edit RE the video

I think the video is confusing because he never defines the sign convention he is using to define his voltages across the different elements.

In order for the description to be correct, he must have defined opposite conventions for the two types of elements, like this:


simulate this circuit – Schematic created using CircuitLab

Keep in mind Kirchoff's voltage law. With these conventions, \$V_r\$ must be equal to the V1 source voltage (regardless of what type of resistor is used or even if you replaced the resistor with a different element like a capacitor or inductor). And \$V_l\$ must be the opposite of the V2 source voltage (again, it would still be opposite even if you replaced the inductor with a different element like a resistor or capacitor.

Again, this is simply because of KVL and the choice of sign convention for the voltage across the two elements. But in the video he never shows the chosen sign convention, so this makes it impossible to understand what he's trying to teach.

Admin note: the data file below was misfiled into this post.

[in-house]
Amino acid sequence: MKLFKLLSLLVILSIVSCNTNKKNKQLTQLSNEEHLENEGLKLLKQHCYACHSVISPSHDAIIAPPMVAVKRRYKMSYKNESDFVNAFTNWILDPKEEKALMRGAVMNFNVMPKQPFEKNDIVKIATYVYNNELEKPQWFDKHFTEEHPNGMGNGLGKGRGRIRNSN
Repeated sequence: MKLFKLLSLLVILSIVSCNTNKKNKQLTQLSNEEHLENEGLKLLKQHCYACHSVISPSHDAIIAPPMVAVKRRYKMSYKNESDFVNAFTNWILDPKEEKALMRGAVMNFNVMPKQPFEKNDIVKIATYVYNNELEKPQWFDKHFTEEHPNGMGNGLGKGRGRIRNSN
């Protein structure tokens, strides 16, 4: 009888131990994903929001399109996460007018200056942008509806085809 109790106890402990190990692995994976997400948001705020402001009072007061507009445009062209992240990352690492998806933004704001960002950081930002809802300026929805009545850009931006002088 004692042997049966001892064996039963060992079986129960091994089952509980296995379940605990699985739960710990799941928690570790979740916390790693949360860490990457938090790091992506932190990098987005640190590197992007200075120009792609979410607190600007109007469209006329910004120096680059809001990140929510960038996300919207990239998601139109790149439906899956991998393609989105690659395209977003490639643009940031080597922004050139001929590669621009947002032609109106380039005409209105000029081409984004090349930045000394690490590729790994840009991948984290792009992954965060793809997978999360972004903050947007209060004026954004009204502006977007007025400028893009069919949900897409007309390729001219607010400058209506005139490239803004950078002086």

Either that or the guy in the video has no understanding of circuit theory and believes that a circuit with an inductor in it can violate KVL, which is simply not correct.

  • \$\begingroup\$ But alternating current is caused by alternating voltage so back emf can be compared with source voltage right? \$\endgroup\$ – Abhishek Jul 30 '16 at 16:04
  • \$\begingroup\$ I'm not sure what you mean by "can be compared with". The sum of potential differences around the circuit is 0 at every instant (in a lumped circuit). So if you just have a source and an inductor in the circuit, the potentials across them are equal at every instant. \$\endgroup\$ – The Photon Jul 30 '16 at 16:05
  • \$\begingroup\$ You are right that voltage across inductor equal to source voltage.I understood law of conservation when applying to resistive circuit but I am not able to know how law of conservation takes place for inductive circuit all because of back emf \$\endgroup\$ – Abhishek Jul 30 '16 at 16:11
  • \$\begingroup\$ Conservation of energy says that the power provided by the source (V*I) must be equal to the change in energy stored in the magnetic field (\$\frac{\mathrm{d}}{\mathrm{d}t}\left(\Phi^2/L\right)\$). \$\endgroup\$ – The Photon Jul 30 '16 at 16:21
  • \$\begingroup\$ But then in the video which I have mentioned back emf is equal at every instant to supply voltage you can inverted waveform doesn't it cancel out?please do check out the video explanation. \$\endgroup\$ – Abhishek Jul 30 '16 at 16:26

Voltage across an inductor rules rate of change of current, not its value.